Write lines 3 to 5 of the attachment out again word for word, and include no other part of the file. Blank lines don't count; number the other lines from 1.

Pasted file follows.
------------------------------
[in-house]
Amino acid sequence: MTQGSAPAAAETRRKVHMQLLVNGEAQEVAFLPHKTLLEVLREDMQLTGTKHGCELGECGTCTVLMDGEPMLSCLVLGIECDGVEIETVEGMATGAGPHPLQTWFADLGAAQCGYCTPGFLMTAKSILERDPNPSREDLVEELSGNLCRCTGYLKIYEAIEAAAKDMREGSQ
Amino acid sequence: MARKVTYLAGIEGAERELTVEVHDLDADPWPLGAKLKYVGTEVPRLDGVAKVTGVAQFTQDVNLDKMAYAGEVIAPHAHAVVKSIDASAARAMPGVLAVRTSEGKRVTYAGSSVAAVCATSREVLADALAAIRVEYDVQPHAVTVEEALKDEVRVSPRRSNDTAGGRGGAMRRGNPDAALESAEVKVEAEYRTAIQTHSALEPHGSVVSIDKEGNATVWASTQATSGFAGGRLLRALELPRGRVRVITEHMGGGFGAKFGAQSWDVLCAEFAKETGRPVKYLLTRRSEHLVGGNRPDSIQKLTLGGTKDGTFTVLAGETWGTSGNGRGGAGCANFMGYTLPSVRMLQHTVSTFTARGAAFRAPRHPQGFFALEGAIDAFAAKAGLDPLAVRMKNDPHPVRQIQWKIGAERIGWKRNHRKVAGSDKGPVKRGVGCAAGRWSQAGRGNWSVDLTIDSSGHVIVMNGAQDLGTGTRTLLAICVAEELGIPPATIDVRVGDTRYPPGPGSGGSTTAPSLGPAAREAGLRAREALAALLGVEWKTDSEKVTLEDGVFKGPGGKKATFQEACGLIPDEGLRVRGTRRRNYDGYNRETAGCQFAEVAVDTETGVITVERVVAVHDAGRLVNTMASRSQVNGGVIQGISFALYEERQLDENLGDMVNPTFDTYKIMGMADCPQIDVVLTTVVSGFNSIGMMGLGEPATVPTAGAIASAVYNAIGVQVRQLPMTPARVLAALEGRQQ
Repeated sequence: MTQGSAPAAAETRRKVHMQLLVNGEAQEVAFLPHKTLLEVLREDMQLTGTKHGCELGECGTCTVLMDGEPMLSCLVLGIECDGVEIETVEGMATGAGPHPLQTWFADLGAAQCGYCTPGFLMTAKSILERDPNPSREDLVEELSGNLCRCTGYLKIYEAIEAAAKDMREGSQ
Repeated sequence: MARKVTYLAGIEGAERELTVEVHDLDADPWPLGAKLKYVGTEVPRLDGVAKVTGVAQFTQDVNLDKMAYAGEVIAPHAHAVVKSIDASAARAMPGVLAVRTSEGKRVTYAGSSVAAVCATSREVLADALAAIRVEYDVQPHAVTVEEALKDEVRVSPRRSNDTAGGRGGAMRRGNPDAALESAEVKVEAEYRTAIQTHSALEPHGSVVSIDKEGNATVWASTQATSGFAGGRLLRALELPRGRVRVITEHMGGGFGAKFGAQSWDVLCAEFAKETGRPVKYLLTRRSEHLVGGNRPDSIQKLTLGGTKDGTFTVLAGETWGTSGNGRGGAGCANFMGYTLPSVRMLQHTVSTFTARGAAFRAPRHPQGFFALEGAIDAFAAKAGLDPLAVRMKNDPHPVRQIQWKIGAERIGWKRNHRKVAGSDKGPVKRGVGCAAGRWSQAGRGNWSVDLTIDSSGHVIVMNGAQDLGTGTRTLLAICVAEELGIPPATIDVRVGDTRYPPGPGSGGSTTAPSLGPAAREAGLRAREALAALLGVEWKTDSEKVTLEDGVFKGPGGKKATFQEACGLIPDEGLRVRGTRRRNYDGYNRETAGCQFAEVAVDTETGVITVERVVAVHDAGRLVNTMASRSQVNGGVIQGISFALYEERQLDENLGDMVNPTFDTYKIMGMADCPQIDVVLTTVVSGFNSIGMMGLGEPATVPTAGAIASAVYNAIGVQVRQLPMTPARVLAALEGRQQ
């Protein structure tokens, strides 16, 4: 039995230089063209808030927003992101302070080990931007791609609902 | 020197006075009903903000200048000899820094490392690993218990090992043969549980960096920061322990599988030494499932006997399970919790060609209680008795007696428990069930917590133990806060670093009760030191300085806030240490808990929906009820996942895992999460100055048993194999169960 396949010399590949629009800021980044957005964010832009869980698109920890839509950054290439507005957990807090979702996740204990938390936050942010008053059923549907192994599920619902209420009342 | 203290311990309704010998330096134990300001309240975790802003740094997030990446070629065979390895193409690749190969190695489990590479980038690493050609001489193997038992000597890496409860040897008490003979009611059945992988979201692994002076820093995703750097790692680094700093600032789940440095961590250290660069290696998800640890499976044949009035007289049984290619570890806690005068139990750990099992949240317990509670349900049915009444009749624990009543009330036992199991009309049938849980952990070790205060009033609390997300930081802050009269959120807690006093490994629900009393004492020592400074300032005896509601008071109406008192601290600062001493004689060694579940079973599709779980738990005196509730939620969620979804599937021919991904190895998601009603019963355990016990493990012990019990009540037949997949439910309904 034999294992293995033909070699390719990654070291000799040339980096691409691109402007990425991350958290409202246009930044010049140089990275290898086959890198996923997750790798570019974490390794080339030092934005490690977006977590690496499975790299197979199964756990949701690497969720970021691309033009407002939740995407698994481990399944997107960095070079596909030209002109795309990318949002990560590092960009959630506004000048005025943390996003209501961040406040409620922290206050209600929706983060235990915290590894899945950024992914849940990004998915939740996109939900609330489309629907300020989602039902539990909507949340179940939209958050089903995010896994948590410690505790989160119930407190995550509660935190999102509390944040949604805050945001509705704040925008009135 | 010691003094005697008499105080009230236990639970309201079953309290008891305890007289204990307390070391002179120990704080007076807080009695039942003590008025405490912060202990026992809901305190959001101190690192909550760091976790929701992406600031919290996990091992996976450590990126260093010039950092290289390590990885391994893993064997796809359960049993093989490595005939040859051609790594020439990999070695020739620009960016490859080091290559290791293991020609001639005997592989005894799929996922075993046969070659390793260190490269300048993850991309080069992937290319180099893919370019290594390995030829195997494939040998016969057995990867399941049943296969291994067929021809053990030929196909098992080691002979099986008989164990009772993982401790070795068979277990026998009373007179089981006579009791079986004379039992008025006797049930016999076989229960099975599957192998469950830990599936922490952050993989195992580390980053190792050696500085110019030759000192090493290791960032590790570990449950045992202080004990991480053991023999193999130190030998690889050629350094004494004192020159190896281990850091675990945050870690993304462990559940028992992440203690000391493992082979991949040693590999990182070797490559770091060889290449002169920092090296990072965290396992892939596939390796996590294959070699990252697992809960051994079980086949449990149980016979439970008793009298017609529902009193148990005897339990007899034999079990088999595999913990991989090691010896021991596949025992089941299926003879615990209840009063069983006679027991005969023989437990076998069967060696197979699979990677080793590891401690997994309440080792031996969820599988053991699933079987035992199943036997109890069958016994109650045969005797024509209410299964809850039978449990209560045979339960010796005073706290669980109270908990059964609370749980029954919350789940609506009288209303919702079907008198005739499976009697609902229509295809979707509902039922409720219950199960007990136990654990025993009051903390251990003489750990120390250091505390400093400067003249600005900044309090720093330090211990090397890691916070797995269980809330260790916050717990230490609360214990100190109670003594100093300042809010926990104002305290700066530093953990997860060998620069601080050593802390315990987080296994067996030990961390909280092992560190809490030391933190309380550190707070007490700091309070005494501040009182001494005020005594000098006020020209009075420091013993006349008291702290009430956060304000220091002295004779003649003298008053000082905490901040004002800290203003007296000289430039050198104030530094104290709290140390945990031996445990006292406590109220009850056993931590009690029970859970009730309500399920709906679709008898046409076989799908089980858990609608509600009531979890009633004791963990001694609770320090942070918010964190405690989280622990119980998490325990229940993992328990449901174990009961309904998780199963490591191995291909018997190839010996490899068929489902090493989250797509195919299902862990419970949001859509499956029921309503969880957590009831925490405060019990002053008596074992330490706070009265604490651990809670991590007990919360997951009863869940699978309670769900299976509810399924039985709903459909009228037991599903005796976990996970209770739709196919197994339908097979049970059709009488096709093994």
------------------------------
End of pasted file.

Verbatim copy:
Amino acid sequence: MARKVTYLAGIEGAERELTVEVHDLDADPWPLGAKLKYVGTEVPRLDGVAKVTGVAQFTQDVNLDKMAYAGEVIAPHAHAVVKSIDASAARAMPGVLAVRTSEGKRVTYAGSSVAAVCATSREVLADALAAIRVEYDVQPHAVTVEEALKDEVRVSPRRSNDTAGGRGGAMRRGNPDAALESAEVKVEAEYRTAIQTHSALEPHGSVVSIDKEGNATVWASTQATSGFAGGRLLRALELPRGRVRVITEHMGGGFGAKFGAQSWDVLCAEFAKETGRPVKYLLTRRSEHLVGGNRPDSIQKLTLGGTKDGTFTVLAGETWGTSGNGRGGAGCANFMGYTLPSVRMLQHTVSTFTARGAAFRAPRHPQGFFALEGAIDAFAAKAGLDPLAVRMKNDPHPVRQIQWKIGAERIGWKRNHRKVAGSDKGPVKRGVGCAAGRWSQAGRGNWSVDLTIDSSGHVIVMNGAQDLGTGTRTLLAICVAEELGIPPATIDVRVGDTRYPPGPGSGGSTTAPSLGPAAREAGLRAREALAALLGVEWKTDSEKVTLEDGVFKGPGGKKATFQEACGLIPDEGLRVRGTRRRNYDGYNRETAGCQFAEVAVDTETGVITVERVVAVHDAGRLVNTMASRSQVNGGVIQGISFALYEERQLDENLGDMVNPTFDTYKIMGMADCPQIDVVLTTVVSGFNSIGMMGLGEPATVPTAGAIASAVYNAIGVQVRQLPMTPARVLAALEGRQQ
Repeated sequence: MTQGSAPAAAETRRKVHMQLLVNGEAQEVAFLPHKTLLEVLREDMQLTGTKHGCELGECGTCTVLMDGEPMLSCLVLGIECDGVEIETVEGMATGAGPHPLQTWFADLGAAQCGYCTPGFLMTAKSILERDPNPSREDLVEELSGNLCRCTGYLKIYEAIEAAAKDMREGSQ
Repeated sequence: MARKVTYLAGIEGAERELTVEVHDLDADPWPLGAKLKYVGTEVPRLDGVAKVTGVAQFTQDVNLDKMAYAGEVIAPHAHAVVKSIDASAARAMPGVLAVRTSEGKRVTYAGSSVAAVCATSREVLADALAAIRVEYDVQPHAVTVEEALKDEVRVSPRRSNDTAGGRGGAMRRGNPDAALESAEVKVEAEYRTAIQTHSALEPHGSVVSIDKEGNATVWASTQATSGFAGGRLLRALELPRGRVRVITEHMGGGFGAKFGAQSWDVLCAEFAKETGRPVKYLLTRRSEHLVGGNRPDSIQKLTLGGTKDGTFTVLAGETWGTSGNGRGGAGCANFMGYTLPSVRMLQHTVSTFTARGAAFRAPRHPQGFFALEGAIDAFAAKAGLDPLAVRMKNDPHPVRQIQWKIGAERIGWKRNHRKVAGSDKGPVKRGVGCAAGRWSQAGRGNWSVDLTIDSSGHVIVMNGAQDLGTGTRTLLAICVAEELGIPPATIDVRVGDTRYPPGPGSGGSTTAPSLGPAAREAGLRAREALAALLGVEWKTDSEKVTLEDGVFKGPGGKKATFQEACGLIPDEGLRVRGTRRRNYDGYNRETAGCQFAEVAVDTETGVITVERVVAVHDAGRLVNTMASRSQVNGGVIQGISFALYEERQLDENLGDMVNPTFDTYKIMGMADCPQIDVVLTTVVSGFNSIGMMGLGEPATVPTAGAIASAVYNAIGVQVRQLPMTPARVLAALEGRQQ